So a radiator isn't a radiator at all...

Why you need to know about Radiant Heating

OK, it’s a fair cop!  For more than 150 years, the heating industry has been guilty of propagating  a basic misconception. That’s because a radiator isn’t really a radiator at all.

In truth, those heat-emitting devices that we all call radiators actually generate most of their heat not through radiation, but convection. When the radiator’s name was coined all those years ago, it should have been convector. It wasn’t, and the wrong name stuck – but the true definition of radiant heating (and cooling) is important because genuine radiant heating is now becoming increasingly popular, bringing great benefits for building owners and occupants alike.

By understanding the difference, we can also understand why radiant heating can be the best option.

Heating the air versus heating objects

Convection (also referred to as convective heat transfer) is the transfer of heat from one place to another by the movement of fluids or gases. Convection heat is carried from a warmer to a cooler body by an intermediate fluid such as air. In the context of space heating, convection means heating the air, which in turn will heat the people and things in contact with that air. Radiators generally distribute 80% of their output via convection.

Radiation (or, more precisely, thermal radiation) is electromagnetic radiation generated by the thermal motion of charged particles in matter. All matter with a temperature greater than absolute zero emits thermal radiation. Rather than heating the air in a space, radiant heating will warm only the solid objects in that space, for example the furniture and people in a room. For this same reason a person near a bonfire will feel radiant heat from the fire even if the surrounding air is very cold. Radiators distribute only about 20% of their output in this way.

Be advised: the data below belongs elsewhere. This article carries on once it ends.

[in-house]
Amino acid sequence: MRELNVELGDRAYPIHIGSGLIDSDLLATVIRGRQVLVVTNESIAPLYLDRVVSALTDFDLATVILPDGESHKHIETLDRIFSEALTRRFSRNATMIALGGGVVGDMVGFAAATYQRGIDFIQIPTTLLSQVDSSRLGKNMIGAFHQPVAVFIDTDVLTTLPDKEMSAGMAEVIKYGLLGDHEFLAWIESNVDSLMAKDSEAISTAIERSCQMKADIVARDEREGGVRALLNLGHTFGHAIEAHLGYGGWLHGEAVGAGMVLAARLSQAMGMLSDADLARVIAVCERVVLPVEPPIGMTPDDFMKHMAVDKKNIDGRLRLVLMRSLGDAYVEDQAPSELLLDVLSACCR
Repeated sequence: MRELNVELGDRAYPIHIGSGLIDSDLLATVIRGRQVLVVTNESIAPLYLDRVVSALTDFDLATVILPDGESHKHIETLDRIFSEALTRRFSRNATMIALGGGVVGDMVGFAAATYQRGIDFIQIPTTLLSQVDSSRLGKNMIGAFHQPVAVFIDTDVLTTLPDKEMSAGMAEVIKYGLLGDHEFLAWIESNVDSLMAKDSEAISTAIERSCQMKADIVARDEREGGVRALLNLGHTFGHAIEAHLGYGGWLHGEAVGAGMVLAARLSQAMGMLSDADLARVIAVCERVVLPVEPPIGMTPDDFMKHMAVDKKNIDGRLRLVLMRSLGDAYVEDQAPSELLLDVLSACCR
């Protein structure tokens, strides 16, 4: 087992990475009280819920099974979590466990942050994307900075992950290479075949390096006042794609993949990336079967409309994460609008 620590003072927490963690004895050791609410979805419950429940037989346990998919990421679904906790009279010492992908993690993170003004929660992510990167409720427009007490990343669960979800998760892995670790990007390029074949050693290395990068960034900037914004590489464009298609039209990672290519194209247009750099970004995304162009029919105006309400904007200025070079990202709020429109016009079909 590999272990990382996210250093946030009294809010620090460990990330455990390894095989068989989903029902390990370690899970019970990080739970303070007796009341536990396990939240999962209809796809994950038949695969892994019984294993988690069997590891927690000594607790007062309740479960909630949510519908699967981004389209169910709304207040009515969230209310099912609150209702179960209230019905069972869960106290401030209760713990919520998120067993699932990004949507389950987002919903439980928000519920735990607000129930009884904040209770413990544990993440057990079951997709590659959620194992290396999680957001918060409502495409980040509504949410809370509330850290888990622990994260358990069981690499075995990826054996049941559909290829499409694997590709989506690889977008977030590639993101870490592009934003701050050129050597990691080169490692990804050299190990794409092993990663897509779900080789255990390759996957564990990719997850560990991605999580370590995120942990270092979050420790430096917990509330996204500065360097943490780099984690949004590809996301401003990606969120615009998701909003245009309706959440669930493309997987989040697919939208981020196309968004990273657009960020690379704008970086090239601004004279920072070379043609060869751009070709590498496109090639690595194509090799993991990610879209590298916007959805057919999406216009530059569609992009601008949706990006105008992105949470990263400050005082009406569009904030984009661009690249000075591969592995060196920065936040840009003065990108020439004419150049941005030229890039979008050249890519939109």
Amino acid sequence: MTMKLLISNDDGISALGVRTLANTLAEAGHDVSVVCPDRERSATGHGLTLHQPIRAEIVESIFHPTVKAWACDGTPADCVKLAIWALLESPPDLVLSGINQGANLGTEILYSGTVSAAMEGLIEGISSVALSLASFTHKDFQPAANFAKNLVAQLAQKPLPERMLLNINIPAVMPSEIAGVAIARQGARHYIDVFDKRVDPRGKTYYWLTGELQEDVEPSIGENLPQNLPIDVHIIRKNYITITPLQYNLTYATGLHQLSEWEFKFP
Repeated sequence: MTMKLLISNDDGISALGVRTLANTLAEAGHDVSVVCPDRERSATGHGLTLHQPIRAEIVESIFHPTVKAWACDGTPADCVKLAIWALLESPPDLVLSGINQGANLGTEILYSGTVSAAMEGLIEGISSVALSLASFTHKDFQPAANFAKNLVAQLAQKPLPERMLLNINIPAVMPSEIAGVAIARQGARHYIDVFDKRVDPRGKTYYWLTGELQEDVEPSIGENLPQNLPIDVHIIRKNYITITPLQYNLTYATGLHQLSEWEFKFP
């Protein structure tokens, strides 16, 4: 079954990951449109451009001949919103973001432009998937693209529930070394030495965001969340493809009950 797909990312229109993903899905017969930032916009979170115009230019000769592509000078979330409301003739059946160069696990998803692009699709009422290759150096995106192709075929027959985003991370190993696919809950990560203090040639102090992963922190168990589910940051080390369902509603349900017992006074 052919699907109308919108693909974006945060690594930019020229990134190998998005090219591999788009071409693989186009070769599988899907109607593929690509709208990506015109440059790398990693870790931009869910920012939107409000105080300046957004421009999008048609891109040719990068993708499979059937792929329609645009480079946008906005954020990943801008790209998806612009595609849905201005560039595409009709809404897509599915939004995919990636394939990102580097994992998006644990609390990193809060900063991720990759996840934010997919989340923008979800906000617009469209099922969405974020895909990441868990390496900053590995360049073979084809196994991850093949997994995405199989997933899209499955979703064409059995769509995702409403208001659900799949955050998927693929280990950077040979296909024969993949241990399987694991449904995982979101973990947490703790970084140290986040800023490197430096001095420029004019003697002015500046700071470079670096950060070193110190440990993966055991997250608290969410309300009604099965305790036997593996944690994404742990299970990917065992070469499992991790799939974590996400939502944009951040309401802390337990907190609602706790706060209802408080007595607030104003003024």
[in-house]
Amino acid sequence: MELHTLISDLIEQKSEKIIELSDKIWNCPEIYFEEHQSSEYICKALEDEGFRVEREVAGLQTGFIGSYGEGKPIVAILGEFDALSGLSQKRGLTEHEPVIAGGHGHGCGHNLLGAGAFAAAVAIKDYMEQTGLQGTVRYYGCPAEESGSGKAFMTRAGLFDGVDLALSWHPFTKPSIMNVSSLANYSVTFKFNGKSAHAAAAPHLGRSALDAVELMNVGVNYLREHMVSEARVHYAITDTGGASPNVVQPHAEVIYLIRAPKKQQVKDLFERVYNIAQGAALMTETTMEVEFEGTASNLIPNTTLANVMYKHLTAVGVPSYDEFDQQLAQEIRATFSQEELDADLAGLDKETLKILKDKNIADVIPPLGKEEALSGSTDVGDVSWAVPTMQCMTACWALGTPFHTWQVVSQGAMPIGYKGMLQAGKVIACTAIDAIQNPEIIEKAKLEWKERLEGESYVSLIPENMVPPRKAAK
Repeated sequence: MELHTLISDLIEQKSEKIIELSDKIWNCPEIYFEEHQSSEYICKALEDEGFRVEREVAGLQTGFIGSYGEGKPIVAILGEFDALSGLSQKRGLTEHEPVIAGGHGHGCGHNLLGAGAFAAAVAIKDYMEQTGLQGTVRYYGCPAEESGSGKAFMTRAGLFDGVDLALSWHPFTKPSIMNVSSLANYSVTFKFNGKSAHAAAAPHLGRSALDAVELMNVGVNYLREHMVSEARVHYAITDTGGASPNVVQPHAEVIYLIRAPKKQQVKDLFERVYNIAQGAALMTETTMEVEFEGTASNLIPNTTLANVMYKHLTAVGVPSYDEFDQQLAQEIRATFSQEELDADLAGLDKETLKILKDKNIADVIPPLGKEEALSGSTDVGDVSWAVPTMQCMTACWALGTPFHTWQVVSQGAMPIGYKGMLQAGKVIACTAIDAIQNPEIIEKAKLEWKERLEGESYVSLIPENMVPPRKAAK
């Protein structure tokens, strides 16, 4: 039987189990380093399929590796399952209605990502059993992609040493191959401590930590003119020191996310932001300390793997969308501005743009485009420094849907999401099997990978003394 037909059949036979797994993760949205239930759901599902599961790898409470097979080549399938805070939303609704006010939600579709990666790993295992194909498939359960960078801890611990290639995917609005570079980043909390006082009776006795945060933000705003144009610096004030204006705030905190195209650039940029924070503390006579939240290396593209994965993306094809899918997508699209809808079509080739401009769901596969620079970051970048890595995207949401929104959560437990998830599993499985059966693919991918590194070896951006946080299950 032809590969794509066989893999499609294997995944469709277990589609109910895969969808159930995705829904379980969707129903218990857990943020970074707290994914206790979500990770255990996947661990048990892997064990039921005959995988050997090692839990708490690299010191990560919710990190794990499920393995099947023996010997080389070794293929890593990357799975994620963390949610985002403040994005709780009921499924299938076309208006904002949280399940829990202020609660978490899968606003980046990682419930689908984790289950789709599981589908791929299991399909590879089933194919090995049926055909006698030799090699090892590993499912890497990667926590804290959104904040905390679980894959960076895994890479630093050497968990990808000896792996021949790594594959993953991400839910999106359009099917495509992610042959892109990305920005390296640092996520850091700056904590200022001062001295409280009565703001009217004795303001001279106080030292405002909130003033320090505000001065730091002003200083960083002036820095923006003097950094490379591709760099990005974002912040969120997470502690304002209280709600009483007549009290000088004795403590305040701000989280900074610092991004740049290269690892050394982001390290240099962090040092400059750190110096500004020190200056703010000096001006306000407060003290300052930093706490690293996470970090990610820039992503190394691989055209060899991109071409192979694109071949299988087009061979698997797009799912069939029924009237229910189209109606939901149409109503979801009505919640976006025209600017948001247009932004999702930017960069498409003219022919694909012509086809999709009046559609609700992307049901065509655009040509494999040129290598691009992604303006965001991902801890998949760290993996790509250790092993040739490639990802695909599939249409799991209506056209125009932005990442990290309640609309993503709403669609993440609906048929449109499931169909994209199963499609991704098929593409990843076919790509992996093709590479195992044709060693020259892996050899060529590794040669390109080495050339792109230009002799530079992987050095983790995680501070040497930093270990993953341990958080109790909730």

Whether convection heating or radiant heating is best depends on the circumstances. As convection heating isn’t always the most effective option, Zehnder is also at the forefront of radiant heating. To achieve these two alternative kinds of heat generation, the difference is once again surprisingly simple - because radiator technology can be adapted so that the heat output is mostly radiant.

Radiant heating has a sunny disposition

If you took a radiator, removed the convectors from the back, insulated it and installed it in a ceiling, you would be converting it into a radiant panel. These changes would shift the output ratios from 20% radiant heat and 80% convection to 70% radiant heat and 30% convection.

This means a radiant panel, unlike a radiator, has a name that accurately describes its method of heating. Look up to the sun in the sky or look up to the radiant panels near the ceiling in a commercial or public building and you’ll see the same thing: a source of radiant heating, warming your body and all other solid objects in its ‘line of sight’.

One of the key advantages of radiant ceiling panels is that they can be positioned to ensure occupants benefit from the heat produced by directing the heat to the interior of the space and reducing or eliminating excessive temperatures on outer walls and ceilings. There are other advantages, in comfort levels, efficiency, and energy consumption – and not just for radiant heating, but cooling too.